Chief executive’s view: ODIs need an overhaul
“Ofwat could soften the incentive on service metric ODIs and transfer most, or even all, of these rewards to a measure of customer satisfaction with value for money or another similar metric.”
Three years ago, we asked customers how they felt about proposals by the regulator Ofwat to introduce a new system of financial rewards and penalties for water companies – called Outcome Delivery Incentives (ODIs). We agreed – and still do – with Ofwat that incentivising companies in a way that better aligns the interests of investors with customers is necessary. But most customers responded very negatively to the idea of paying more for the proposed service related ODIs. They told us they did not like the idea of paying more money for their company to provide the day-to-day services that they felt they were already paying for through their bills. It was a point we made forcibly to the regulator but ODIs were still introduced for all companies at the 2014 price review.
Fastforward to today and some of the concerns voiced to us by customers are starting to ring true. Two of the three companies that opted to collect their rewards or penalties on a yearly basis – Severn Trent Water and Anglian Water – are accruing substantial financial rewards. The largest of these is the £38 million Severn Trent is set to receive for its outperformance on sewer flooding, as well as other commitments. To the company’s credit, it has opted to defer £27 million of its reward to dilute what would have been a substantial rise in bills for its customers next April. At some point, however, customers will probably pick up the tab, including customers of the majority of companies whose rewards or penalties are set to be applied cumulatively at the end of the decade.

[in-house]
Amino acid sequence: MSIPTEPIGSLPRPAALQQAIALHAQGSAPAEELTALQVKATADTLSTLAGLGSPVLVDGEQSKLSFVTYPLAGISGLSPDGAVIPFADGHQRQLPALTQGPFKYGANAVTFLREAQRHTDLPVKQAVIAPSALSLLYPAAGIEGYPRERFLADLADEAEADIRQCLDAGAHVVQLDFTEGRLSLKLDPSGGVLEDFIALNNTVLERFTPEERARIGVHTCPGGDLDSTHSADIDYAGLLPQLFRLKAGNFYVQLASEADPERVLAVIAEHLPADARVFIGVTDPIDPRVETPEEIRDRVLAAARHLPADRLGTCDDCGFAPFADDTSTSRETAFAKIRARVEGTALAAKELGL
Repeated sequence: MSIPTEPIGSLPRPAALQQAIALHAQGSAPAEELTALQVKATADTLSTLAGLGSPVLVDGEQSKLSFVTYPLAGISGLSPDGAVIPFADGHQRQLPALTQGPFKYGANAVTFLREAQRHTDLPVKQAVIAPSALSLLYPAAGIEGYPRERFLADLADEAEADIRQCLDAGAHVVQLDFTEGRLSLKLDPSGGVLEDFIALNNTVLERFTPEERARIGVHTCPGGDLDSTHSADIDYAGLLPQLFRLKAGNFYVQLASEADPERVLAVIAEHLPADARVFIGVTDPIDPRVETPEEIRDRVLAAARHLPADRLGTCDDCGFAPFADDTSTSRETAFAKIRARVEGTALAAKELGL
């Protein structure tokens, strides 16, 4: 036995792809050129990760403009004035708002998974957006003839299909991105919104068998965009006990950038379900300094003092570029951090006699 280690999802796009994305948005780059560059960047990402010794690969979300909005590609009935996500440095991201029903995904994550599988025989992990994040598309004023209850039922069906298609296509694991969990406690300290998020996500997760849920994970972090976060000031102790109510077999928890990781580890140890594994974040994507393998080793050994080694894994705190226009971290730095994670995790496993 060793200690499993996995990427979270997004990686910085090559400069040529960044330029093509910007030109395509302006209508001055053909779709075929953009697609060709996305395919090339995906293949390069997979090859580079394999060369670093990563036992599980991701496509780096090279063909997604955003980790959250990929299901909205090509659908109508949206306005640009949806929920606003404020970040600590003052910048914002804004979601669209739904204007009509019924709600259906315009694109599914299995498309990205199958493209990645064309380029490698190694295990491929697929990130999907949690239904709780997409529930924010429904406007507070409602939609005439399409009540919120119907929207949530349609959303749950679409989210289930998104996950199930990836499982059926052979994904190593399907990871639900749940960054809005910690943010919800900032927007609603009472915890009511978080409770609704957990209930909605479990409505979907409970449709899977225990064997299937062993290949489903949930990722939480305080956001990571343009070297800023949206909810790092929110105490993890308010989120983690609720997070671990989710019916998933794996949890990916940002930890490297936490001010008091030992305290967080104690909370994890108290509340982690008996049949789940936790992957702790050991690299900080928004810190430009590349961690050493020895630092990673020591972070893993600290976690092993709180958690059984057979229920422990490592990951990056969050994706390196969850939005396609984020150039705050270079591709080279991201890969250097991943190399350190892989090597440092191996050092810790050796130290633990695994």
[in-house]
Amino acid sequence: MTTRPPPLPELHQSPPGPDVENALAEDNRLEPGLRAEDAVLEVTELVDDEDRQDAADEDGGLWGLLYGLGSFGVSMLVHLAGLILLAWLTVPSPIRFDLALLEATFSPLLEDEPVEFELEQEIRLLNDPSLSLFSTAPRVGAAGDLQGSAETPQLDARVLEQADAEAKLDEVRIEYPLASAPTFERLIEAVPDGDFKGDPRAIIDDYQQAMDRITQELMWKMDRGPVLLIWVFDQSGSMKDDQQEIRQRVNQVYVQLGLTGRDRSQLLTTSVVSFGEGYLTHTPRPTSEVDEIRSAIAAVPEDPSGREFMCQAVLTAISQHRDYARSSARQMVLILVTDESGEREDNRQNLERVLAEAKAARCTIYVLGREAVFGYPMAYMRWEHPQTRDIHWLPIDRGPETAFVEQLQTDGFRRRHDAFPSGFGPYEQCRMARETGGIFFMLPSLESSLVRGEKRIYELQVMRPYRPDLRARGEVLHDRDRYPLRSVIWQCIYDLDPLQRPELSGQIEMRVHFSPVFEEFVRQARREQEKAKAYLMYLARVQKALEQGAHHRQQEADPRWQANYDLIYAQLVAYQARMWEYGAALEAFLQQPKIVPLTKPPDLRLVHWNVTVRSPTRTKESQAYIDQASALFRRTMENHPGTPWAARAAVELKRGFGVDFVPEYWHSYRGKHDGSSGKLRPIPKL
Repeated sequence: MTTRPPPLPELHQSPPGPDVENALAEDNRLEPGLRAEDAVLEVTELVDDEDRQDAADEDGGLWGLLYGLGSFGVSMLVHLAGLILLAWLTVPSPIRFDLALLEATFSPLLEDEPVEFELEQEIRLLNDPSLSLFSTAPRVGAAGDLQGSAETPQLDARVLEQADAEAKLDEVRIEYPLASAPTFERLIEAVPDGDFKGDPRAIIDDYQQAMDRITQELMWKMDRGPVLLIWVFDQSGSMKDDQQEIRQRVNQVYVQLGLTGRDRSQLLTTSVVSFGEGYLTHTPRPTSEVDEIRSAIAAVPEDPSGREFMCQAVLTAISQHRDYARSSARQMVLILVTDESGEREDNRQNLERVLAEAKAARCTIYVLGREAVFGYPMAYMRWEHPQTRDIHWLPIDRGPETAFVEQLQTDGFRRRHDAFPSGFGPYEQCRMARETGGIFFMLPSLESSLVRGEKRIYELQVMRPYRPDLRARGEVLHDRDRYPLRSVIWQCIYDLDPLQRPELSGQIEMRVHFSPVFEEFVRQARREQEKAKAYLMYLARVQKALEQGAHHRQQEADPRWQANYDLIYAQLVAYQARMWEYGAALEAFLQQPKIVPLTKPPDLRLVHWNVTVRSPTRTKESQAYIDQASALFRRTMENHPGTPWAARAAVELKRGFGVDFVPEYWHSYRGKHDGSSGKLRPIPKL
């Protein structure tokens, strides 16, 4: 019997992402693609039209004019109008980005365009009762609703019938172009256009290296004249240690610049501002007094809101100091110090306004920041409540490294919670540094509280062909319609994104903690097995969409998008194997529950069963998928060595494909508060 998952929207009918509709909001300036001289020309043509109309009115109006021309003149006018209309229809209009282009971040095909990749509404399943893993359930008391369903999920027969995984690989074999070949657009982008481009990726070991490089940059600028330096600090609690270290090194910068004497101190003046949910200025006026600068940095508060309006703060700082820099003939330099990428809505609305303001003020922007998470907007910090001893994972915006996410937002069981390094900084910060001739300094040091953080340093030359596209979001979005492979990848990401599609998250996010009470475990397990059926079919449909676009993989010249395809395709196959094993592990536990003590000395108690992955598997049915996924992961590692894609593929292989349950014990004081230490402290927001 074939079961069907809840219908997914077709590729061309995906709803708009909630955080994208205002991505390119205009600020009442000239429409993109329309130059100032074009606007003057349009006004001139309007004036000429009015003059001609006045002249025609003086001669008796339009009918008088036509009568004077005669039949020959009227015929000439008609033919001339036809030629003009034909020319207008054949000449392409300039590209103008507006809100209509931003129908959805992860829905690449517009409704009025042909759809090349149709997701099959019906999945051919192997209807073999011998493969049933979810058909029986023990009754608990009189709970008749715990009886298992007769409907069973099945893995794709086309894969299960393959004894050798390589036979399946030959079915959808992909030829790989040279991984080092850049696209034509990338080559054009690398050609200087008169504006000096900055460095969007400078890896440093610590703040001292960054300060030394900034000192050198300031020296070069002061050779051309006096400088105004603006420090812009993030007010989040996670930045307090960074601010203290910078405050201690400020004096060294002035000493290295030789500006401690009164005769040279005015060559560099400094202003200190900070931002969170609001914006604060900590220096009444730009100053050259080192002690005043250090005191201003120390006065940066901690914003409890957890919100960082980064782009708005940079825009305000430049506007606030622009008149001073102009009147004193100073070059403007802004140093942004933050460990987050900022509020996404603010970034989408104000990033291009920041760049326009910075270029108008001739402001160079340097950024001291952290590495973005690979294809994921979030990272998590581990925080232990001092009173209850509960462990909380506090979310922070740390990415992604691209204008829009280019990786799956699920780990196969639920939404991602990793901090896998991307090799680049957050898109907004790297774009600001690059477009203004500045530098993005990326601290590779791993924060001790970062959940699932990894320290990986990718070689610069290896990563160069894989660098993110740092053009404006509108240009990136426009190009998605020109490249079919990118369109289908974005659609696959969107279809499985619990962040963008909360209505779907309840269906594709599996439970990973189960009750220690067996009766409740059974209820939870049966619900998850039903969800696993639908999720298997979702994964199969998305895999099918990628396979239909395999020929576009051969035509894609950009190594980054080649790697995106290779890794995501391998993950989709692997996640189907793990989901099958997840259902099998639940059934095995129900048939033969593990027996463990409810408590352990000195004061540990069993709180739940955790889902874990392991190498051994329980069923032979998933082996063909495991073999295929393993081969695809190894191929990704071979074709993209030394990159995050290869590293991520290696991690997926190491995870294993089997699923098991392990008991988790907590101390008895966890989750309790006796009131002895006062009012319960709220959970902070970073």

Ofwat has set out in its methodology for the next price review in 2019 proposals to remove the cap on the rewards companies can achieve if they meet their ODI performance targets. Although Ofwat stressed that this will only be for exceptional performance, the major concern over customers’ lack of acceptance of these rewards remains. It is possible that much more stretching ODIs might reduce the causes of dissatisfaction for some customers. However, it is not at all clear that Ofwat knows that it will actually drive improved satisfaction and offset the negative impact of price increases for companies doing what many customers view as the day-job. And that is before you factor in the impact of inflation being added to bills.
We think there is a better solution that could address this problem and really align customers’ and investors’ interests. Ofwat could soften the incentive on service metric ODIs and transfer most, or even all, of these rewards to a measure of customer satisfaction with value for money or another similar metric. This would be regulation mimicking competition by directly and strongly incentivising water companies to focus on doing the things that really satisfy their customers and segmenting them, as they would in a competitive market. We know from our research that customer satisfaction with value for money also has a big influence on the amount of trust customers have in their water company. Ofwat has rightly placed a strong emphasis on trying to boost customers’ trust in the sector and we believe our proposals could help to achieve this.
With the water industry under intense public and political scrutiny, there is an urgent need to improve the perception of the sector among consumers. That should be a big enough reason to make this bold move as the 2019 price review gathers momentum.
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